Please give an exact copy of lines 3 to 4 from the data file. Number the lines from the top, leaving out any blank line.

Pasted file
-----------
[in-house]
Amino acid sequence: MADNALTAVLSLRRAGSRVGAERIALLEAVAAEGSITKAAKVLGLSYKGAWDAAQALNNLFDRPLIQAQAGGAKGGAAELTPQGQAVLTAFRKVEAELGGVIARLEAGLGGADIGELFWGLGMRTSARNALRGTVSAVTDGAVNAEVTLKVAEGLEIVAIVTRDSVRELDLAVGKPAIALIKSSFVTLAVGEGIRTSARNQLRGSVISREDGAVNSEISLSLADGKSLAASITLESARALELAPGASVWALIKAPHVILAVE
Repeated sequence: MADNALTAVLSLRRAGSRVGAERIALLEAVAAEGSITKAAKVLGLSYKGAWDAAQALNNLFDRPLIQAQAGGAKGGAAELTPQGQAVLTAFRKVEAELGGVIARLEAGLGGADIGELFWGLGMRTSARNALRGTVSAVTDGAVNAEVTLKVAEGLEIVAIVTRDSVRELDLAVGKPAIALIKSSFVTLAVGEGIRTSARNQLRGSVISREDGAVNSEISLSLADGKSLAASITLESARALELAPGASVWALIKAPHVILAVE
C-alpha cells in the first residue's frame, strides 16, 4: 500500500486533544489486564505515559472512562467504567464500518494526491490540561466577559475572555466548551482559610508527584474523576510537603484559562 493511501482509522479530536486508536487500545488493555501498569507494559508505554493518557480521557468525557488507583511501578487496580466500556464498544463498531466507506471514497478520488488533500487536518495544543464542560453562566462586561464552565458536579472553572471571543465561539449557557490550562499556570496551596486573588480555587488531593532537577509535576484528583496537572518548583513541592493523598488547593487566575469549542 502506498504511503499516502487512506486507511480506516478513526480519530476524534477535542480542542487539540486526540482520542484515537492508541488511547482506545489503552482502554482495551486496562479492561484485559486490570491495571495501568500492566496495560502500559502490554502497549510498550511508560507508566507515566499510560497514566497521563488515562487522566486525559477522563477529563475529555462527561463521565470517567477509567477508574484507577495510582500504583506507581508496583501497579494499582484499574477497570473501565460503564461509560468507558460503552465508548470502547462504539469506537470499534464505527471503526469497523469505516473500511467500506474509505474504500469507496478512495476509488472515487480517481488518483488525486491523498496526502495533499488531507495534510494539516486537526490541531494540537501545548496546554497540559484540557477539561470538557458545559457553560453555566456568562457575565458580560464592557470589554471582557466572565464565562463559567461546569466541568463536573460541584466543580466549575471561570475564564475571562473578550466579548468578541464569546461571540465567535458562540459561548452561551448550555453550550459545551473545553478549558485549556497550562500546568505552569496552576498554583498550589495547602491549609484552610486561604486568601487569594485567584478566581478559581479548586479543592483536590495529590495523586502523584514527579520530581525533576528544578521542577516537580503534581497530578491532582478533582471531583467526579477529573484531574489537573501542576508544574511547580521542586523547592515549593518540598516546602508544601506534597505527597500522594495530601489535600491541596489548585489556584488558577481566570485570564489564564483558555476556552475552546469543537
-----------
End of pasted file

Repeated sequence: MADNALTAVLSLRRAGSRVGAERIALLEAVAAEGSITKAAKVLGLSYKGAWDAAQALNNLFDRPLIQAQAGGAKGGAAELTPQGQAVLTAFRKVEAELGGVIARLEAGLGGADIGELFWGLGMRTSARNALRGTVSAVTDGAVNAEVTLKVAEGLEIVAIVTRDSVRELDLAVGKPAIALIKSSFVTLAVGEGIRTSARNQLRGSVISREDGAVNSEISLSLADGKSLAASITLESARALELAPGASVWALIKAPHVILAVE
C-alpha cells in the first residue's frame, strides 16, 4: 500500500486533544489486564505515559472512562467504567464500518494526491490540561466577559475572555466548551482559610508527584474523576510537603484559562 493511501482509522479530536486508536487500545488493555501498569507494559508505554493518557480521557468525557488507583511501578487496580466500556464498544463498531466507506471514497478520488488533500487536518495544543464542560453562566462586561464552565458536579472553572471571543465561539449557557490550562499556570496551596486573588480555587488531593532537577509535576484528583496537572518548583513541592493523598488547593487566575469549542 502506498504511503499516502487512506486507511480506516478513526480519530476524534477535542480542542487539540486526540482520542484515537492508541488511547482506545489503552482502554482495551486496562479492561484485559486490570491495571495501568500492566496495560502500559502490554502497549510498550511508560507508566507515566499510560497514566497521563488515562487522566486525559477522563477529563475529555462527561463521565470517567477509567477508574484507577495510582500504583506507581508496583501497579494499582484499574477497570473501565460503564461509560468507558460503552465508548470502547462504539469506537470499534464505527471503526469497523469505516473500511467500506474509505474504500469507496478512495476509488472515487480517481488518483488525486491523498496526502495533499488531507495534510494539516486537526490541531494540537501545548496546554497540559484540557477539561470538557458545559457553560453555566456568562457575565458580560464592557470589554471582557466572565464565562463559567461546569466541568463536573460541584466543580466549575471561570475564564475571562473578550466579548468578541464569546461571540465567535458562540459561548452561551448550555453550550459545551473545553478549558485549556497550562500546568505552569496552576498554583498550589495547602491549609484552610486561604486568601487569594485567584478566581478559581479548586479543592483536590495529590495523586502523584514527579520530581525533576528544578521542577516537580503534581497530578491532582478533582471531583467526579477529573484531574489537573501542576508544574511547580521542586523547592515549593518540598516546602508544601506534597505527597500522594495530601489535600491541596489548585489556584488558577481566570485570564489564564483558555476556552475552546469543537